Yep, the boy who was the son of an early space engineer, born beneath the shadow of rockets, had been duped!
Turns out that all of the footage was CGI (computer generated images). With a chapter straight out of the book When Geeks Play, Knoll explained that he was often frustrated with the lack of adherence to the laws of physics when creating films for Industrial Light and Magic. So his spare-time hobby was to use all accessible the historical telemetry, images, video, and other anecdotal information to create a high definition 3d rendered model of the remarkable event. From the mangrove trees surrounding the Merritt Island Wildlife refuge to the view of earth from space to the rocky terrain on the lunar landscape, it was all accurate to the available information and true to the history of the mission. Pretty amazing...
Another meeting last year gave us a chance to hear from Pixar's Rob Cook, Vice President of Research and Development. Cook's preso was quite interesting as well as it featured the creative process from idea conception to release using Finding Nemo as the example project. As a computer applications and video productions educator, this was a valuable example of developing an involved project.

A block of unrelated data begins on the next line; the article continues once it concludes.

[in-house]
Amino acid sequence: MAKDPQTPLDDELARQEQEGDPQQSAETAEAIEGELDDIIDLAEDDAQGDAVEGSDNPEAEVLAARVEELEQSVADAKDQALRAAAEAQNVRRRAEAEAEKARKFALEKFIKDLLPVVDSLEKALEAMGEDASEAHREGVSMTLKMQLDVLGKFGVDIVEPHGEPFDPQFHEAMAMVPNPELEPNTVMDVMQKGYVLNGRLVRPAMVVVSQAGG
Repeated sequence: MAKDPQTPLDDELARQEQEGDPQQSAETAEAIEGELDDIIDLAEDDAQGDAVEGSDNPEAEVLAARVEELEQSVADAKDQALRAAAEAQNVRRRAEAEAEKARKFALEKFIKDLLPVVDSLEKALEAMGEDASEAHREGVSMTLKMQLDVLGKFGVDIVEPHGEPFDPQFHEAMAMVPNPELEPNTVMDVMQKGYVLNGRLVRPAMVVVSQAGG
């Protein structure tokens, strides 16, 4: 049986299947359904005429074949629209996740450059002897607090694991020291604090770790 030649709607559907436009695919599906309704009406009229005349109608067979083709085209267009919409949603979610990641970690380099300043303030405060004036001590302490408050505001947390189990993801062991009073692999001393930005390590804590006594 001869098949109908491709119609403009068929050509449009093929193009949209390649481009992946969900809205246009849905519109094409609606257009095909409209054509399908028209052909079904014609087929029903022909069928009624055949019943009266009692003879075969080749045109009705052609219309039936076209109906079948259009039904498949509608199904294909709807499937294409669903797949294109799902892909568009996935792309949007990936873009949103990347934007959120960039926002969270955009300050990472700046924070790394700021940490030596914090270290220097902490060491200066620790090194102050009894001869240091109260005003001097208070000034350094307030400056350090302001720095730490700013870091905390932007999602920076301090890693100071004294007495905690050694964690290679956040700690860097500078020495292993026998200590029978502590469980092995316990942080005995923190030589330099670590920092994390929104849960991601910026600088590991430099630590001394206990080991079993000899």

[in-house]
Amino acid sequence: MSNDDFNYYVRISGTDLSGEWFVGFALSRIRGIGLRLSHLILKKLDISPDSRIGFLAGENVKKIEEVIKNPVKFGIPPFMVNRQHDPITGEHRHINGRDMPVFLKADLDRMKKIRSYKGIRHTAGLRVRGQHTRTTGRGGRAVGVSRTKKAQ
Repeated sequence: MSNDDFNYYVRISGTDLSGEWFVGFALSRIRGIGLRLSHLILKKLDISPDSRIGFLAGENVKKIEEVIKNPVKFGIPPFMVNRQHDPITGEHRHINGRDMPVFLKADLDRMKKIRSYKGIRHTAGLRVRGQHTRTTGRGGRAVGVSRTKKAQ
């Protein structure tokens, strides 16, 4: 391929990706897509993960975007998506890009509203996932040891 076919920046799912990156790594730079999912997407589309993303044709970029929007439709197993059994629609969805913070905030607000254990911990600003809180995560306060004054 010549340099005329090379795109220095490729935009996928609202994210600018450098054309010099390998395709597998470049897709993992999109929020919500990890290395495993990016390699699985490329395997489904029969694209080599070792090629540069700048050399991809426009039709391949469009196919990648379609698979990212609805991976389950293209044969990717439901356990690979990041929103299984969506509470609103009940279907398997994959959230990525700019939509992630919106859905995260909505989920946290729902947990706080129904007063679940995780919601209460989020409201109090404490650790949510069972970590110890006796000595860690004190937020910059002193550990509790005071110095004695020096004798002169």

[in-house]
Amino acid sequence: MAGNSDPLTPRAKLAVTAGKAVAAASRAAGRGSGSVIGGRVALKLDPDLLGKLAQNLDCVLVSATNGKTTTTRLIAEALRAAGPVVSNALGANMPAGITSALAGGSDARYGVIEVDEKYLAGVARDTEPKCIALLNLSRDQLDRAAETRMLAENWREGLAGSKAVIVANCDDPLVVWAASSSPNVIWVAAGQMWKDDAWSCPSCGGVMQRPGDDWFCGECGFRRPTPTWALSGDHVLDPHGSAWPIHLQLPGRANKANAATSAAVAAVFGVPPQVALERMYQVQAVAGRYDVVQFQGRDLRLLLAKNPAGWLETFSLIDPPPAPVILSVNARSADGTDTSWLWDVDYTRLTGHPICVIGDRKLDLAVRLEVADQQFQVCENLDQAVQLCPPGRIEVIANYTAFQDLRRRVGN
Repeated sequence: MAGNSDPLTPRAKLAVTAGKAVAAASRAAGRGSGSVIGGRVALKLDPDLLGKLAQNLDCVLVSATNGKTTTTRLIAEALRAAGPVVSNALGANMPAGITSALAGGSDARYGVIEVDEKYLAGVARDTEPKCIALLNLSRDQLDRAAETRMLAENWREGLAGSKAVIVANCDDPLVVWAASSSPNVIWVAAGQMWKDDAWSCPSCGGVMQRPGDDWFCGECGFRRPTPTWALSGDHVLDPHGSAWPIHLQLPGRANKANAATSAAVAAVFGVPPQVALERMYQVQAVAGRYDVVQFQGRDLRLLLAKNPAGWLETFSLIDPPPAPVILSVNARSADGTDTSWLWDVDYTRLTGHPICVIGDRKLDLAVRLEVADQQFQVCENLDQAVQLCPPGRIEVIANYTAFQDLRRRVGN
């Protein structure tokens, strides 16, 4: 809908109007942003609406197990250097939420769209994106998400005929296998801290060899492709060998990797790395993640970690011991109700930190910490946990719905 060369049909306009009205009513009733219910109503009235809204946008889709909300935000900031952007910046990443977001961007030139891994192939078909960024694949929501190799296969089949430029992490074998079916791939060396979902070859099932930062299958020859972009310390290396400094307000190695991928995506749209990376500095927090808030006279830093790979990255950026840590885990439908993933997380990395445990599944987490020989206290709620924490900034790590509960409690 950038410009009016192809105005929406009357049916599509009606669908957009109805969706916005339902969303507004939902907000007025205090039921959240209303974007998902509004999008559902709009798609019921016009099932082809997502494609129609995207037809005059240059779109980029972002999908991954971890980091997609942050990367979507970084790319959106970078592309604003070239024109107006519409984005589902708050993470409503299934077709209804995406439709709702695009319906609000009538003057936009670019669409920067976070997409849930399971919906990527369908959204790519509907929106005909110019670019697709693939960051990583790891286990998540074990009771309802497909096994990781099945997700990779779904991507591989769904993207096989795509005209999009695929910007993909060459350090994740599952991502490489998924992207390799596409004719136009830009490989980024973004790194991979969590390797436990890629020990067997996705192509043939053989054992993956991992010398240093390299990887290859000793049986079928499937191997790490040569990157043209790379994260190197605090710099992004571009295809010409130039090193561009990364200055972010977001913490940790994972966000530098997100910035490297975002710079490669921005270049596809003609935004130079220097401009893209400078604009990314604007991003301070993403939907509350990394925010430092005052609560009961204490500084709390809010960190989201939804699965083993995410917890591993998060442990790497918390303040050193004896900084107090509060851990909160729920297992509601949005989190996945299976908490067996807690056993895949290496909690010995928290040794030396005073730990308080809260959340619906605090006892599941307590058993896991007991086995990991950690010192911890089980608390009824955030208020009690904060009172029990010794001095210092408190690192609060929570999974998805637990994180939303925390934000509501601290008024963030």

Quite honestly, the most recent Focus on Technology was not quite as interesting as the previous ones I have attended. The first speaker was Florian Kainz, Computer Graphics Principal Engineer- Industrial Light & Magic who spoke about a wide spectrum graphics file format that he helped develop. This did provoke some consideration of the enormous amount of process that is done with captured images in the movie industry. Having as much raw information as possible to work with after the shoot was the key, but it did seem to go beyond most of the folks cared to know about the subject as he discussed the file format's details for over a forty minutes. The decision to make that file format open source was one of the memorable parts of the presentation.
Following Kainz, Kevin Tureski, Director of Engineering, Maya Alias Systems gave us a history of his company and the software development cycle of it's flagship product Maya (one of the premier 3d modeling programs used by the entertainment industry. Again this was quite interesting, but not quite as applicable to my career as an Educational Technologist.
In summary, I would certainly encourage my readers to look into the local chapter of user groups - they are great sources of inspiration and resources.